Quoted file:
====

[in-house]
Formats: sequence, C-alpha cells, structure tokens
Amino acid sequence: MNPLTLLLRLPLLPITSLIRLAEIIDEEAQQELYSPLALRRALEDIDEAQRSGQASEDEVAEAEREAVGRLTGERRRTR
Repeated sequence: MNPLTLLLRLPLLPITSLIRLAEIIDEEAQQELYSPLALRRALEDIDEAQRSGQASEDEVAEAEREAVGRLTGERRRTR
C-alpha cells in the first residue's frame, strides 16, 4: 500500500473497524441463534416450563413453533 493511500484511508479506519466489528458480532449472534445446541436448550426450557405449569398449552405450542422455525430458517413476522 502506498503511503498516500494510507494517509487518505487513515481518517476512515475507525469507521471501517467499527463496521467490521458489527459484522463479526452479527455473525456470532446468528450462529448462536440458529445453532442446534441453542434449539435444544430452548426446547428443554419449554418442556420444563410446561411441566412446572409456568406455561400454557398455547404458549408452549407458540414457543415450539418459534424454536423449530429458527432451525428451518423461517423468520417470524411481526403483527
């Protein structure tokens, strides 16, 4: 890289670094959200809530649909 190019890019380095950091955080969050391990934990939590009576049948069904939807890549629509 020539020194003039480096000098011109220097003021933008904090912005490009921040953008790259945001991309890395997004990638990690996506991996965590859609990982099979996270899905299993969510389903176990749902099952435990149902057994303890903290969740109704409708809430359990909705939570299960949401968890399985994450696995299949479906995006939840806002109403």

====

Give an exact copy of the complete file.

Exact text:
[in-house]
Formats: sequence, C-alpha cells, structure tokens
Amino acid sequence: MNPLTLLLRLPLLPITSLIRLAEIIDEEAQQELYSPLALRRALEDIDEAQRSGQASEDEVAEAEREAVGRLTGERRRTR
Repeated sequence: MNPLTLLLRLPLLPITSLIRLAEIIDEEAQQELYSPLALRRALEDIDEAQRSGQASEDEVAEAEREAVGRLTGERRRTR
C-alpha cells in the first residue's frame, strides 16, 4: 500500500473497524441463534416450563413453533 493511500484511508479506519466489528458480532449472534445446541436448550426450557405449569398449552405450542422455525430458517413476522 502506498503511503498516500494510507494517509487518505487513515481518517476512515475507525469507521471501517467499527463496521467490521458489527459484522463479526452479527455473525456470532446468528450462529448462536440458529445453532442446534441453542434449539435444544430452548426446547428443554419449554418442556420444563410446561411441566412446572409456568406455561400454557398455547404458549408452549407458540414457543415450539418459534424454536423449530429458527432451525428451518423461517423468520417470524411481526403483527
């Protein structure tokens, strides 16, 4: 890289670094959200809530649909 190019890019380095950091955080969050391990934990939590009576049948069904939807890549629509 020539020194003039480096000098011109220097003021933008904090912005490009921040953008790259945001991309890395997004990638990690996506991996965590859609990982099979996270899905299993969510389903176990749902099952435990149902057994303890903290969740109704409708809430359990909705939570299960949401968890399985994450696995299949479906995006939840806002109403």